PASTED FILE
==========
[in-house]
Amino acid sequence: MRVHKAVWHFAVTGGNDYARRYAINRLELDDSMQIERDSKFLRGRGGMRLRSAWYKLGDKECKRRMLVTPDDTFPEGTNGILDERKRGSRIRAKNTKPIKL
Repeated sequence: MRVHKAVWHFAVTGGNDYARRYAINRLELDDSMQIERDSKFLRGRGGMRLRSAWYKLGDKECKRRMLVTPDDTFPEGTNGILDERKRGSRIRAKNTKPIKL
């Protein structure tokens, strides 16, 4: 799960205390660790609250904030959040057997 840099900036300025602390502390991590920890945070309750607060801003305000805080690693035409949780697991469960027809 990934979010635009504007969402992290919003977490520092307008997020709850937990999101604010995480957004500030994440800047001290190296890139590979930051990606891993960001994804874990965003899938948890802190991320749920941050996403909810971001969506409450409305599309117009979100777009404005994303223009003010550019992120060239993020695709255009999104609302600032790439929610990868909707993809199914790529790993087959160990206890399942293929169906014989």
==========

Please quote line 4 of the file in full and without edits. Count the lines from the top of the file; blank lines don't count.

């Protein structure tokens, strides 16, 4: 799960205390660790609250904030959040057997 840099900036300025602390502390991590920890945070309750607060801003305000805080690693035409949780697991469960027809 990934979010635009504007969402992290919003977490520092307008997020709850937990999101604010995480957004500030994440800047001290190296890139590979930051990606891993960001994804874990965003899938948890802190991320749920941050996403909810971001969506409450409305599309117009979100777009404005994303223009003010550019992120060239993020695709255009999104609302600032790439929610990868909707993809199914790529790993087959160990206890399942293929169906014989």